ESCO's: What they are, why they're important and how businesses can benefit

In the first of this series of blogs for Clean Energy News, Stephen Cirell considers the establishment of local authority Energy Services Companies (ESCO's) and their significance.

There has been much in the news recently about local authority Energy Services Companies (ESCOs) and they seem to be the flavour of the month. But what are ESCO’s and why would a local authority consider establishing one?

In this series of blogs Stephen Cirell answers these questions and examines why local authority ESCOs are considered by many to be the future.

The first problem is the name ‘ESCO’. Unfortunately, there is no specific legal definition of an ESCO and this means that they mean all things to all people. An ESCO can merely be the face of the local authority in relation to its green programme, providing only guidance and information with no corporate entity, right through to a fully licensed gas and electricity provider, selling energy directly to consumers. Or anything in between.

There are good examples that have been in existence for some time, such as the Aberdeen City Council ESCO, which runs its famed district heating scheme. This is a single purpose ESCO. Another example is Southampton and its geothermal plant.

Lately, though, much more extensive ESCO’s have been established, particularly in Nottingham City Council and Bristol City Council. Both have created wholly owned energy companies that have secured licences under the Electricity Act 1989 to sell energy directly to the public. Such ventures are much bigger and involve greater levels of risk and reward.

An ESCO can also be a company solely owned by a local authority, or it can be a collaboration between two parties. Ovo has entered into white lable deals with local authorities such as Cheshire East Council and Peterborough City Council. A collaboration could also be between more than one local authority, to share risk and costs.

So the starting point when considering ESCOs is to be precise about what we are talking about. What type of company is it? What will its role and functions be? Who will be involved? What is its central purpose?

It is only possible to compare ‘apples with apples’ and there are no companies that have yet been established that embrace the full range of functions under the green energy, even though latter ESCOs have been more adventurous and reaching.

The real question is how will the ESCO market develop and what sort of entities can we expect in the future? This series will look at those issues and cast an eye to the next few years.

Why Consider an ESCO?

The problem is that the UK electricity market is failing. There is huge criticism of the ‘big six’ suppliers and the Competition and Markets Authority has confirmed that domestic consumers have been overcharged for many years.

Local authorities are amongst the agencies that pick up the pieces of this situation. Fuel poverty is growing and has very real ramifications for local government and the NHS. Energy bills are increasing nationwide and this is causing anxiety – even amongst those households who can pay. But it is the ones who cannot who are most vulnerable.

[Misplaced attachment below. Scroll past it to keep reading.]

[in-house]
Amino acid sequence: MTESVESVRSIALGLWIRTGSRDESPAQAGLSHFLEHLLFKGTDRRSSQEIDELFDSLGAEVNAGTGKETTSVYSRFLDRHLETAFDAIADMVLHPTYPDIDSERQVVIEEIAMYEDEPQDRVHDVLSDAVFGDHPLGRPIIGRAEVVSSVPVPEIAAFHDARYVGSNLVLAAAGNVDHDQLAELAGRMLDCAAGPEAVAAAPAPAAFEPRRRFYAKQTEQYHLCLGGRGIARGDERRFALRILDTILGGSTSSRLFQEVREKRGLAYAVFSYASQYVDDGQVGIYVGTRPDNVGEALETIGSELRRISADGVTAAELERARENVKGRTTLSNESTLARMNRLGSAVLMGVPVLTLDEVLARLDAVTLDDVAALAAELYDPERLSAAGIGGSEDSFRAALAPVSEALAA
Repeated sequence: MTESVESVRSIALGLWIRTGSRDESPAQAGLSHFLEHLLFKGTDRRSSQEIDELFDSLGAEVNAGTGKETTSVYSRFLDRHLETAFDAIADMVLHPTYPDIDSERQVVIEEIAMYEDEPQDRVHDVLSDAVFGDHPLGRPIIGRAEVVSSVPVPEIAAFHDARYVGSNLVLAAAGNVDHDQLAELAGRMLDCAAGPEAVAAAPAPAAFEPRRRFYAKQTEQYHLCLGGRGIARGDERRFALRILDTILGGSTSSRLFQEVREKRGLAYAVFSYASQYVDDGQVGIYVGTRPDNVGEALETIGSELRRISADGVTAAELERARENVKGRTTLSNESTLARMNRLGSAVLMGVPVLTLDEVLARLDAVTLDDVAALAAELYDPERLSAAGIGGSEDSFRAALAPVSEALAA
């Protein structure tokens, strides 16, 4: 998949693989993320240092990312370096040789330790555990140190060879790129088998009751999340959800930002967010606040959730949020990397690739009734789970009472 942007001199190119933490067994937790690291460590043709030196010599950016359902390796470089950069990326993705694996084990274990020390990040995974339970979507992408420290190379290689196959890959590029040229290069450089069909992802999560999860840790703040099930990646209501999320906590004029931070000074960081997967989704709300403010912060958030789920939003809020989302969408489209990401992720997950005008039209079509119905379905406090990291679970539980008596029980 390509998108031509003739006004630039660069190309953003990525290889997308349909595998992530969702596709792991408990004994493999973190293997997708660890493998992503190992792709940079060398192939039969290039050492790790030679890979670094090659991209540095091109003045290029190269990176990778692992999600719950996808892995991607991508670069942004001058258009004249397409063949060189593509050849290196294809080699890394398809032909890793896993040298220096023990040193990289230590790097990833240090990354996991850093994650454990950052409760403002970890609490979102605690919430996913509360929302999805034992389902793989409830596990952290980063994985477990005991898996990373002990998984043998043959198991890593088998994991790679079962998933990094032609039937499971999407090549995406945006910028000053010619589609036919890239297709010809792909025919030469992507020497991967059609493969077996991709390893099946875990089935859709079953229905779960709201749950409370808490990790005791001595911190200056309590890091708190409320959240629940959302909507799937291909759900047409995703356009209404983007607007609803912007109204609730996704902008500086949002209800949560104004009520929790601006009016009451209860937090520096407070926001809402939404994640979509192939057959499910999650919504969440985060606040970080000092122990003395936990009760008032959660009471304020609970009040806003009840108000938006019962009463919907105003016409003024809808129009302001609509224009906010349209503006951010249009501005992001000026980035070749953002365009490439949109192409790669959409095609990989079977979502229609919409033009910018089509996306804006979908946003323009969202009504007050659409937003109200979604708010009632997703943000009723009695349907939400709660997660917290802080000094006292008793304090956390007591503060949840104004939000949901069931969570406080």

And in a strange querk of the energy market, many of them are on pre pay meters and pay the highest tariffs. Only in this unreal world can paying in advance result in being prejudiced, rather than favoured.

Smart meters will help, but the major energy companies have no real incentive to drive this market forwards. Less energy use means lower profits, after all. Even on the general commercial front, local companies are concerned about energy bills and their inability to control energy price inflation. The financial health of those companies is, of course, closely linked to the general wellbeing of the local economy.

Then there are the local authorities themselves. Lots of buildings, lots of energy used and inexorably rising prices. Higher energy prices mean squeezed budgets and therefore less money for public services.

Despite the protestations of the big six, it is obvious that there is profit in energy, in generation, distribution and supply. Some local authorities have now realised that by bringing energy supply under their own control, they can improve the situation greatly for themselves, the fuel poor, other consumers and the commercial sector all in one go.

The way to do this is to establish an ESCO. If a local authority creates a wholly owned energy services company, then it controls pricing and can extract the full social value from the power it supplies. It can help itself, it can help consumers and it can help local companies.

ESCOs can be run on a non profit distributing basis, allowing special tariffs for the needy, local rates to help the economy and on the basis of not profit first, but public values.

Up until last year, this had been considered, but was thought to be too difficult a task. Then Nottingham City Council, closely followed by Bristol City Council showed all other local authorities the way. They took the really big step and established fully licenced ESCOs and are in the process of demonstrating how they can differ from traditional energy suppliers.

In the next piece I will look at why a local authority is the ideal body to create and operate an ESCO of this nature.

Stephen Cirell is an independent consultant on the green agenda specialising in local government and the public sector. He is author of A Guide to Solar PV Projects for Local Government and the Public Sector, the second edition of which was published in 2015.